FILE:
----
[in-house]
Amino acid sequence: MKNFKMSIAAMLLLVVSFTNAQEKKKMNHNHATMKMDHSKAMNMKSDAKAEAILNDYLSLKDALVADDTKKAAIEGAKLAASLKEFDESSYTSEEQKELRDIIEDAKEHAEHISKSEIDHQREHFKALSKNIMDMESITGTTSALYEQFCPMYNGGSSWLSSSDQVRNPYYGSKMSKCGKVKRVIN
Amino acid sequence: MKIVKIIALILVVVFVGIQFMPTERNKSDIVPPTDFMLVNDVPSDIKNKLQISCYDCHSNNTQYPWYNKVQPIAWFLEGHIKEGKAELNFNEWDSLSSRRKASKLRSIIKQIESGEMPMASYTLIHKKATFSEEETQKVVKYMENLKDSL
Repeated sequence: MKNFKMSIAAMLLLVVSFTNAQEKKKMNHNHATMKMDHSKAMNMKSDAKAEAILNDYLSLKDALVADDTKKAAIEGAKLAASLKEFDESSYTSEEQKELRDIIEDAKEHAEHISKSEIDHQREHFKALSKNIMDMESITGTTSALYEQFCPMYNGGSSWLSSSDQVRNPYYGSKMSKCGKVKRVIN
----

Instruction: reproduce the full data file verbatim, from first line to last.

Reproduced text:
[in-house]
Amino acid sequence: MKNFKMSIAAMLLLVVSFTNAQEKKKMNHNHATMKMDHSKAMNMKSDAKAEAILNDYLSLKDALVADDTKKAAIEGAKLAASLKEFDESSYTSEEQKELRDIIEDAKEHAEHISKSEIDHQREHFKALSKNIMDMESITGTTSALYEQFCPMYNGGSSWLSSSDQVRNPYYGSKMSKCGKVKRVIN
Amino acid sequence: MKIVKIIALILVVVFVGIQFMPTERNKSDIVPPTDFMLVNDVPSDIKNKLQISCYDCHSNNTQYPWYNKVQPIAWFLEGHIKEGKAELNFNEWDSLSSRRKASKLRSIIKQIESGEMPMASYTLIHKKATFSEEETQKVVKYMENLKDSL
Repeated sequence: MKNFKMSIAAMLLLVVSFTNAQEKKKMNHNHATMKMDHSKAMNMKSDAKAEAILNDYLSLKDALVADDTKKAAIEGAKLAASLKEFDESSYTSEEQKELRDIIEDAKEHAEHISKSEIDHQREHFKALSKNIMDMESITGTTSALYEQFCPMYNGGSSWLSSSDQVRNPYYGSKMSKCGKVKRVIN